Skip to main content
KBS_Icon_questionmark link-ico

Hospital still the most common place of death for children with cancer

Although the number of children and young people with cancer dying in hospices has risen over the past two decades, the most common place of death remains hospitals followed by home, according to a study led by the Cicely Saunders Institute of Palliative Care, Policy & Rehabilitation.

The study, funded by Marie Curie, looked at how the place of death in children and young people with cancer has changed over the period 1993-2014, following a number of national initiatives to improve end-of-life care since the late 1990s.

The paper, published in BMC Cancer, examined data from the death registration database of the Office for National Statistics covering 12,774 children and young people (up to the age of 24) whose deaths were recorded as being due to or related to cancer.

Over the period 1993 to 2014, hospital deaths dropped slightly from over 50% to 45%, whilst home deaths fluctuated around 40%. Deaths in hospices more than doubled from 6% in 1993-2000 to 13% in 2005-2014.

Those aged up to 19 years were more likely to die at home than young adults. Young patients with haematological cancer such as leukaemia or those with a combination of conditions had a higher chance of hospital death.

Living in a deprived area was associated with a reduced chance of dying at home but did not affect rates of hospice deaths.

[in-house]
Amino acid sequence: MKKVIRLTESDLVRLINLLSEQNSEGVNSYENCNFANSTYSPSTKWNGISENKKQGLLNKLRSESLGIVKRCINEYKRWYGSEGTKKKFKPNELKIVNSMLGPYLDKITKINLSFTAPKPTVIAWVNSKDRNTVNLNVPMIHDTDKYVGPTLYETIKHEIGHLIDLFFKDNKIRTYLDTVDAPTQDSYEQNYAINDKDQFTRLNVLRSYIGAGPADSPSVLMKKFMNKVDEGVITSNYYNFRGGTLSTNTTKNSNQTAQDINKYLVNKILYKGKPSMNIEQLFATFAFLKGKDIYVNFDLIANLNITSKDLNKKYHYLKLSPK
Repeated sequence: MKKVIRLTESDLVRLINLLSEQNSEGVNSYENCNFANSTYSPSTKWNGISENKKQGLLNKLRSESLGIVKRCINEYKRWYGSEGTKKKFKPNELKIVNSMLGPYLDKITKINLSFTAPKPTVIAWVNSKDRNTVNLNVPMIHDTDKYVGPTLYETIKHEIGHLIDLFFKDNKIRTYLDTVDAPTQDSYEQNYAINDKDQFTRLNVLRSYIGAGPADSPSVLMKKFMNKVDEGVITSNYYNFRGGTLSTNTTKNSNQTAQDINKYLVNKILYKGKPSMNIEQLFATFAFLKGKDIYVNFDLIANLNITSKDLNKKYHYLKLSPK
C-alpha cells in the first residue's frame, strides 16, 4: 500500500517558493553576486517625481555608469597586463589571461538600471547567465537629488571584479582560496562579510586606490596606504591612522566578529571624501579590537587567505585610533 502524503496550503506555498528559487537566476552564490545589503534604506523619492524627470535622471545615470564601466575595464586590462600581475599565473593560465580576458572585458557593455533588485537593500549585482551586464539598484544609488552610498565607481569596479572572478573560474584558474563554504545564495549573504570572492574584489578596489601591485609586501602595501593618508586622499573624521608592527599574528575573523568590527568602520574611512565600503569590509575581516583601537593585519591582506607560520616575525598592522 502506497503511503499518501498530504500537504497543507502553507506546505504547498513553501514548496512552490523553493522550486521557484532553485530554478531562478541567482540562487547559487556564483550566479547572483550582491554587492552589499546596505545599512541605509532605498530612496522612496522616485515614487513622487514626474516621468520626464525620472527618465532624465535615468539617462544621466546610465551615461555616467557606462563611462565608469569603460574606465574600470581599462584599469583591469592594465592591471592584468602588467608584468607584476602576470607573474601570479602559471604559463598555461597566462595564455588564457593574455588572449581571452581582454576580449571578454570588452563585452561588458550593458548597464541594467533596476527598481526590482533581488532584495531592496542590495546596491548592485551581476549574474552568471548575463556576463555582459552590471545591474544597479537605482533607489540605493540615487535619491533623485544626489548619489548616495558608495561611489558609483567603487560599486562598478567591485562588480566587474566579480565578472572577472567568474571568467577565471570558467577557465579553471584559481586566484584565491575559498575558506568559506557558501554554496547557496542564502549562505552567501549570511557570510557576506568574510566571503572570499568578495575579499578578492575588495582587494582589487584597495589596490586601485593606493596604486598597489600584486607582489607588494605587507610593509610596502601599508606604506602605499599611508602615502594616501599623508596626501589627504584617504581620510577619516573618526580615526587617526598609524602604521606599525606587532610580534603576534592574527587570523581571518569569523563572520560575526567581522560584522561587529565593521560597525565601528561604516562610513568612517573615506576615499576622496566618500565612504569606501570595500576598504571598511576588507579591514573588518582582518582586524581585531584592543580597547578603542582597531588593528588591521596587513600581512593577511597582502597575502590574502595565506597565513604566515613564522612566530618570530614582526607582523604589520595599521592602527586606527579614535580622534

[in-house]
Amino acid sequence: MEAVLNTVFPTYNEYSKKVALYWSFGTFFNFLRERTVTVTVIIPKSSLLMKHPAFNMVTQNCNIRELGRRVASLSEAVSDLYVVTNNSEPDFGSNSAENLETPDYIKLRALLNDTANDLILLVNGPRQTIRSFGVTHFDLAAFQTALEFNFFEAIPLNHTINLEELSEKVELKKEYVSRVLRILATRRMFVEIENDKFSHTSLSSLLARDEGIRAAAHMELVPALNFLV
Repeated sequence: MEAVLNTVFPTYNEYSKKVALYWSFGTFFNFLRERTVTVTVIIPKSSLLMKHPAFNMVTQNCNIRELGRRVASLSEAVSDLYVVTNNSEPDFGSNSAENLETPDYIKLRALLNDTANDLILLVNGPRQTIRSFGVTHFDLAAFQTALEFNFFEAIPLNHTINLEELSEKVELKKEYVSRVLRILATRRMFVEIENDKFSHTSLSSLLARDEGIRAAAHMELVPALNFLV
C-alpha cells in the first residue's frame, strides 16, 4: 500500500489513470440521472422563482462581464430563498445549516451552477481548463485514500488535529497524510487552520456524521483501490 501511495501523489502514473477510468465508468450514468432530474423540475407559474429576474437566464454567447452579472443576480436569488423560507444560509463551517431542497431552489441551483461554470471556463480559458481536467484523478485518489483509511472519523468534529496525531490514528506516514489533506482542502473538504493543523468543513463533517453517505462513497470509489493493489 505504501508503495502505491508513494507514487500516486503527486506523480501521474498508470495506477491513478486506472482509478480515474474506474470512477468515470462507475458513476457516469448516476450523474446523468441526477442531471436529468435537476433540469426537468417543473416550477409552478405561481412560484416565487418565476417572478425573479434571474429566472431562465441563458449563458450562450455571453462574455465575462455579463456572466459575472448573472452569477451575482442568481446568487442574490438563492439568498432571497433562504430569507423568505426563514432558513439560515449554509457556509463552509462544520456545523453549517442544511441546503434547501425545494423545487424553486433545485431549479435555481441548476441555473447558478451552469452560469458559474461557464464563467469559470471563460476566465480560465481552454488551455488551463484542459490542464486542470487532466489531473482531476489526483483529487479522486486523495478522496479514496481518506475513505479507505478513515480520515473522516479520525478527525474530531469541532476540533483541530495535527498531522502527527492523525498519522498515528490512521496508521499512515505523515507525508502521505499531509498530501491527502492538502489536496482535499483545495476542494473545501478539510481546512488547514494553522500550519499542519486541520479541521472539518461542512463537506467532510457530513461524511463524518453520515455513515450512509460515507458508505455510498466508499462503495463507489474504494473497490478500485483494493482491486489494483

Dr Wei Gao, lead author from the Cicely Saunders Institute, said: “Home death rates have barely changed in the past two decades for this group. Deaths in hospitals are still the most common though we are seeing a shift towards more young people with cancer dying in hospices.

“Our findings show that further work is needed to enhance end-of-life care support to enable more children and young people to die at home or in a hospice, should they express a preference to do so. We know that children and young people with cancer and their carers are particularly concerned with being able to alleviate pain and other symptoms to ensure they are comfortable in their last weeks; however, if these needs can’t be met in different care settings this results in the majority of deaths happening in hospital.

“The use of hospices, although on the rise, is still rather low in most English regions, despite their potential as a suitable alternative to hospital in helping to manage the symptoms of cancer. More research is needed on how best to expand the use of hospice services. Given that home and hospices are usually preferred for young cancer patients to spend their last moments of life, the healthcare system needs to be better equipped to meet such needs.”

Dr Jane Collins, Chief Executive of Marie Curie, said: “Everyone with a terminal illness, regardless of age, should have the opportunity to die in the place of their choice, whenever this is possible.